The Night Sky At Kelling Heath


Official recognition has come at last that Kelling Heath Holiday Park is one of the best places in England to discover the dark and enjoy starry skies.

Following an application by the Norfolk Coast Partnership, Kelling Heath in north Norfolk was awarded ‘Dark Sky Discovery Site' status in September 2017.

Kelling Heath has met the strict criteria set by the UK Dark Sky Discovery partnership of being an exceptionally dark site, unaffected by light pollution and accessible for people to view the night sky. Kelling has the highest accolade of being designated a ‘two-star' site - where the seven stars of the Orion constellation and the Milky Way are visible to the naked eye.

Kelling Heath joins a network of around 150 such sites throughout the UK, and - along with Wiveton Downs and Great Ellingham - they become part of three such sites in Norfolk to be listed.

The designation comes from the Dark Sky Discovery partnership, led by the UK's Science and Technology Facilities Council, which includes the Royal Astronomical Society and the Institute of Physics amongst its members.

Dark Sky Discovery Sites:

  • Are away from local light pollution.
  • Provide good sightlines of the horizon.
  • Are easily and freely accessible at all times.
  • Are dark enough to observe the seven stars of the Orion constellation (One Star site) or The Milky Way (a darker, Two Star site) with the naked eye.

Click here for more information about Dark Sky Discovery Sites. 

The benefits of darkness:

  • Allows natural behaviours of wildlife - foraging, breeding, seasonal adaption and migration, and crop growth.
  • Regulates the body clock through the release of melatonin hormone, which occurs at night.
  • Improves mental health and wellbeing.
  • Without sight as your primary aid, your other senses (hearing, smell) become enhanced.
  • You can feel closer to nature.
  • Stars are visible for astronomers and amateurs alike to enjoy.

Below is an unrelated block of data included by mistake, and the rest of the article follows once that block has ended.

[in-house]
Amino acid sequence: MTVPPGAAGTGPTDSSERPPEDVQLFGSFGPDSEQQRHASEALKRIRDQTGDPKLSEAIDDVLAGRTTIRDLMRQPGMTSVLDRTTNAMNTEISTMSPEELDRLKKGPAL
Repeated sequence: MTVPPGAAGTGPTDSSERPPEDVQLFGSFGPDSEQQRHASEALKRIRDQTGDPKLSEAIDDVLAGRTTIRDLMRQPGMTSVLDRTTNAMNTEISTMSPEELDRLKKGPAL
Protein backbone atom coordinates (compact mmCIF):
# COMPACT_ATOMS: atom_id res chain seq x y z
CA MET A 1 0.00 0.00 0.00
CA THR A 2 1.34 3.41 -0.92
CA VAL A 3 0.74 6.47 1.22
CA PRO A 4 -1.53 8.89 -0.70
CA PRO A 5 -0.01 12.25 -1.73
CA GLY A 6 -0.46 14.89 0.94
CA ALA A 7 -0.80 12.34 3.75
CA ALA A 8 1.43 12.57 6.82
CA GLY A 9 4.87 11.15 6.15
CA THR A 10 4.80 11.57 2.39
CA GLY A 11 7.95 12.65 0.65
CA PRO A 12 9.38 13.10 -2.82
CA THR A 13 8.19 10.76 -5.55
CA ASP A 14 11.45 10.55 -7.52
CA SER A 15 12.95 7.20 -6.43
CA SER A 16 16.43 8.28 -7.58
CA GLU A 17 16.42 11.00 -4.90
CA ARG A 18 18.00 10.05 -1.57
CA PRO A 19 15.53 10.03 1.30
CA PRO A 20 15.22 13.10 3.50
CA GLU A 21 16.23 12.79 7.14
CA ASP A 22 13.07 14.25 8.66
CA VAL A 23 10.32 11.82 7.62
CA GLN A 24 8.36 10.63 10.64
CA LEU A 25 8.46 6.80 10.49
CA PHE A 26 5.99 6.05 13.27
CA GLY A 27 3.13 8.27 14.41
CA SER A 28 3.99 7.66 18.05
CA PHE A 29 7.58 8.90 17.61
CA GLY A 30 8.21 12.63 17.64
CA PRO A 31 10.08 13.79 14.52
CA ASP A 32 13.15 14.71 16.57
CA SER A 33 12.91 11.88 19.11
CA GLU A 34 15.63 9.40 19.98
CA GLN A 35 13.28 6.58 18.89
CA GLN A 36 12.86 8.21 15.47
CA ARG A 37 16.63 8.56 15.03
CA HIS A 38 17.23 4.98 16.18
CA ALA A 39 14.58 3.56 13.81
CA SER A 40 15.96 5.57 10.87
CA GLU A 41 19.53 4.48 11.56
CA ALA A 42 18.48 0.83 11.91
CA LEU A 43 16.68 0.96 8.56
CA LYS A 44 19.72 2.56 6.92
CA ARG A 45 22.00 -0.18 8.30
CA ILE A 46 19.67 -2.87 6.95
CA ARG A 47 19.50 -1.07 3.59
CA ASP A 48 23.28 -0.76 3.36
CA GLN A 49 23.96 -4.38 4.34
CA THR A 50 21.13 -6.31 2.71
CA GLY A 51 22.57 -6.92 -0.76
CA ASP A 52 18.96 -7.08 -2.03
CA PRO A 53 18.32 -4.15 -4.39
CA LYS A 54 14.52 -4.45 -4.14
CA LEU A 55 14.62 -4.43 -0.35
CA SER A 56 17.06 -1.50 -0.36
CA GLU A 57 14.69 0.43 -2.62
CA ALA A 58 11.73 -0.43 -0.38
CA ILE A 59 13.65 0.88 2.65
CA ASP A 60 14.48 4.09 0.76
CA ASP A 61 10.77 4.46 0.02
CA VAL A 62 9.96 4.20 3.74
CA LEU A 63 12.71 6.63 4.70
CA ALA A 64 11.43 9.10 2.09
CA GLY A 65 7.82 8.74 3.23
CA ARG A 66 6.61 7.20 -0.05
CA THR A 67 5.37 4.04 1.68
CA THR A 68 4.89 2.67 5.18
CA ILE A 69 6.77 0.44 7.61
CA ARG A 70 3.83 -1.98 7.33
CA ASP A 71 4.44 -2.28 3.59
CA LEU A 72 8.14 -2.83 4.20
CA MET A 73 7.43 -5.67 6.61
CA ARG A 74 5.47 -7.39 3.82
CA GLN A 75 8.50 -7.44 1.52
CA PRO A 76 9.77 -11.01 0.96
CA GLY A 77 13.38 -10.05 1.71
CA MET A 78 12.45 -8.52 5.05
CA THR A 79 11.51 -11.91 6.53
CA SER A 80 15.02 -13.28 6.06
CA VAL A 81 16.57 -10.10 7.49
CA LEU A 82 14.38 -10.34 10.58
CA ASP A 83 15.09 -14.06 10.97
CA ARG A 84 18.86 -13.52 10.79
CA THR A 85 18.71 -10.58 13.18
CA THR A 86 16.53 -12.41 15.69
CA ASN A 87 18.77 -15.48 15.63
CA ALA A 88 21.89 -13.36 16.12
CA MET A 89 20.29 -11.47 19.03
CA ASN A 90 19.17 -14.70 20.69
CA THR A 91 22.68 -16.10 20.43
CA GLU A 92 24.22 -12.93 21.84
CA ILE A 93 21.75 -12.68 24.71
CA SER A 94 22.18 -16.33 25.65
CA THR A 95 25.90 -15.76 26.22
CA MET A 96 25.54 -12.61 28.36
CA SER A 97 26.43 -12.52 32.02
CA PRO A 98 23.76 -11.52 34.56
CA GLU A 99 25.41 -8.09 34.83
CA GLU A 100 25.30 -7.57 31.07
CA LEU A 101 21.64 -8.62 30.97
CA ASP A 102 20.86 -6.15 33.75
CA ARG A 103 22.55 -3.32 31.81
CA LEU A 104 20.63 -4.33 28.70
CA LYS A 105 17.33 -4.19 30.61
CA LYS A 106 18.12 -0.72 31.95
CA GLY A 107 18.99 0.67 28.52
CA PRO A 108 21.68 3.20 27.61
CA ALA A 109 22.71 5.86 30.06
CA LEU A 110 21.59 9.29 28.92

The UK Dark Sky Discovery partnership is led by the UK's Science and Technology Facilities Council. Its other members are the Royal Astronomical Society, the Federation of Astronomical Societies, the Society for Popular Astronomy, the British Association of Planetaria, the Institute of Physics, the Campaign for Dark Skies, and the UK Association for Science and Discovery Centres.

Pick up your free ‘Stargazing Starchart Guide' from Reception and follow the waymark signs to Kelling Heath's Dark Sky Discovery Site.

Visitors to the Kelling Heath Holiday Park in North Norfolk may have noticed the stunning night skies the Park has to offer. Many UK astronomers certainly have, and to take advantage of this, they organise twice-yearly star parties. These gatherings are attended by hundreds of astronomers from all over the country, and the Autumn event is thought to be the largest star party in Europe.

Situated in the heart of the North Norfolk countryside, Kelling Heath is well away from any intrusive lighting which allows the Park to enjoy some of the darkest sites in the country. Kelling Heath plays its part in keeping light pollution to a minimum through the sensitive use of nighttime lighting. Astronomers recognise that light is needed for safety, as do the owners of Kelling Heath, but they also recognise the impact poor lighting can have on the night sky and strive to help protect it for future generations.